Prof. Luciana Laganà Marks Her 18th Year of Research Collaboration with the Stanford Psychosocial Treatment Laboratory with an Article on Couples with Breast Cancer
The latest result of the long-standing collaboration between CSUN Professor Luciana Lagana and the research team of Professor David Spiegel at Stanford University is an informative article on group therapy options for couples living with breast cancer.
Los Angeles, CA (PRWEB) December 26, 2014
The article by Luciana Laganà, Pat Fobair, and David Spiegel, entitled “Targeting the Psychosexual Challenges Faced by Couples with Breast Cancer: Can Couples Group Psychotherapy Help?” and published online by the Journal of Women’s Health Care, is available to the public athttp://omicsgroup.org/journals/targeting-the-psychosexual-challenges-faced-by-couples-with-breast-cancer-can-couples-group-psychotherapy-help-2167-0420.1000205.php?aid=32946. In it, the authors extended the use of the manualized and empirically validated Supportive-Expressive group therapy (SEGT) model to target the specific psychosexual needs of couples with breast cancer. Based on their clinical experience utilizing this group therapy model with different patient populations, they have discussed how clinicians involved in the psychosexual care of oncology patients could apply such a model within a couples group therapy format.
This publication marks the 18th year of research collaboration between the Behavioral Medicine Laboratory of Professor Luciana Laganà at California State University Northridge (CSUN) and the Psychosocial Treatment Laboratory of Professor David Spiegel, M.D., at the Department of Psychiatry and Behavioral Sciences of Stanford University School of Medicine. Laganà was accepted into Spiegel’s laboratory to conduct post-doctoral research in 1996 for 2 years. Missing those exciting times of her research development, just prior to becoming a professor, she enthusiastically stated that “those 2 years went by too quickly. I still remember rushing to the post office late in the evening with David to meet federal grant submission deadlines, back in the days when we actually sent research grant applications via mail. It was such a wonderful time that I will always cherish.”
Laganà is thrilled to still be a part of this group of Stanford researchers, including Professor Cheryl Koopman, with whom she co-authored several publications on HIV, pain, depression, and gynecological cancer. “Working in the lab with Cheryl and Rebecca Caldwell Sacerdoti allowed me to write the first draft of a gynecological cancer grant that produced several publications on the psychosexual problems of women with this kind of cancer,” shared Laganà, who is now an established professor in the Psychology department of CSUN. She teaches many classes, mentors undergraduate and graduate students, and conducts federally funded research on women’s health and on older adults’ psychosocial needs. “My department is a very exciting place to work,” she commented. Indeed, as indicated on the department’s website, “a recent report from the National Science Foundation confirmed that more graduates of (the CSUN Psychology) department completed Ph.D. programs than graduates from any other non-Ph.D. granting university in the country.”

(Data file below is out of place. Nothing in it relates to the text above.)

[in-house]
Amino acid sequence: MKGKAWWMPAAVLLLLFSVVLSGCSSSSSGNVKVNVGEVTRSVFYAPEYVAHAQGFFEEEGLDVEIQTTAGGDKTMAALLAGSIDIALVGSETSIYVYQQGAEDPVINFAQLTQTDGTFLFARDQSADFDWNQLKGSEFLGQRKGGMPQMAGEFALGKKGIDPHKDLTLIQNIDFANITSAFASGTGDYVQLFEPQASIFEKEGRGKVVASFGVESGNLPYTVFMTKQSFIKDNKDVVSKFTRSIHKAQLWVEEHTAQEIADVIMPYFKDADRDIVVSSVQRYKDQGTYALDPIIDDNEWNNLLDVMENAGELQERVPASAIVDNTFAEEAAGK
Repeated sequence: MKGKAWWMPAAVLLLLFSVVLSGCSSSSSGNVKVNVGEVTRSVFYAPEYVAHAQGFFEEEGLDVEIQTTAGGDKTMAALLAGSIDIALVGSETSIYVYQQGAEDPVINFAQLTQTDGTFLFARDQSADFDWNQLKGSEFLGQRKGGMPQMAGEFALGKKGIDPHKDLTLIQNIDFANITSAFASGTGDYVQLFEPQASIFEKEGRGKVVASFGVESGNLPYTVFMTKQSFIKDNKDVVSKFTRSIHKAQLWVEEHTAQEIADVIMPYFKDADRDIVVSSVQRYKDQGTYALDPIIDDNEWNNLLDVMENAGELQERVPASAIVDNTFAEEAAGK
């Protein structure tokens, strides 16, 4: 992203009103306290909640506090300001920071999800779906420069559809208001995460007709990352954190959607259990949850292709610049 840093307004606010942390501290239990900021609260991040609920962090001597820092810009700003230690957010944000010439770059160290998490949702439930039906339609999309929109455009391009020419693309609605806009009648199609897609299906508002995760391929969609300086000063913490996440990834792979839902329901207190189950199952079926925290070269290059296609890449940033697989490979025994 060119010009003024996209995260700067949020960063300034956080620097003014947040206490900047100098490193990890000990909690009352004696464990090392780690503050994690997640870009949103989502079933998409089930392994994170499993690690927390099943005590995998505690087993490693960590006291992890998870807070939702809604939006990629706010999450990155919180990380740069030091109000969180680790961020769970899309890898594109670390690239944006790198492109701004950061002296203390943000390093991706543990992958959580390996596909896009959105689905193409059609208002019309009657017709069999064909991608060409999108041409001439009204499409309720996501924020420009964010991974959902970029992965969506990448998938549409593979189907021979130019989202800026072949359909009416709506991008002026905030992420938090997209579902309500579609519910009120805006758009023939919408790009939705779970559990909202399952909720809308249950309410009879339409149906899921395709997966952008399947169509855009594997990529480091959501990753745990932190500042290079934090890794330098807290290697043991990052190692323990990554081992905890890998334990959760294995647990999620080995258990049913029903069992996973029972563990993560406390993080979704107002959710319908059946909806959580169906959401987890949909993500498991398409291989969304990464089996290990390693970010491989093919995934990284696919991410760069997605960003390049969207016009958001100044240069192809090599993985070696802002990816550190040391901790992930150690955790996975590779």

Laganà is currently combining her research experience with her passion for cinematography as she applies for grants to fund a social issue documentary on physical pain in older age. “I originally trained in pain assessment and management at the Department of Psychiatry of the University of Chicago Medical School. Working at Stanford with David and his team further motivated me to do my very best to alleviate pain and suffering, as my first Stanford article was on pain and depression among HIV patients. I watched for 2 years how dedicated to clinical research David, Cheryl, and the other lab members are, and I use that memory to constantly motivate my work.”
Pat Fobair is another committed clinician and researcher who is part of the Stanford research team, and who co-authored the 2014 article on couples with breast cancer. “There is a pressing need for interventions that address the interpersonal needs and communication changes among couples where one spouse has had cancer treatment. SEGT group therapy offers a therapeutic environment for couples to share with each other thoughts and feelings they’ve previously withheld due to fear of hurting the other person, or for fear that sharing them might change something basic in the relationship. The nature of the SEGT group bolsters members’ expression of worries, with them often finding that similar feelings and thoughts are mirrored by others,” concluded Fobair.
Luciana Laganà is a caring clinical and experimental psychologist. She is also an established professor of psychology, gerontology, sexuality, and women’s health at CSUN, where she teaches classes and mentors many students. Additionally, she conducts government-funded research on ethnically diverse, primarily low-income older women’s physical, psychological, social, and sexual health. Concerning her artistic pursuits, since 2006, she has been studying acting and hosting in Los Angeles. She is an award-winning actress/screenwriter/director with 43 IMDb credits for acting in many independent movies and TV series. She also created, hosted, and directed the 4-times award-winning educational project “Dr. Luciana Show – Aging and Falling.”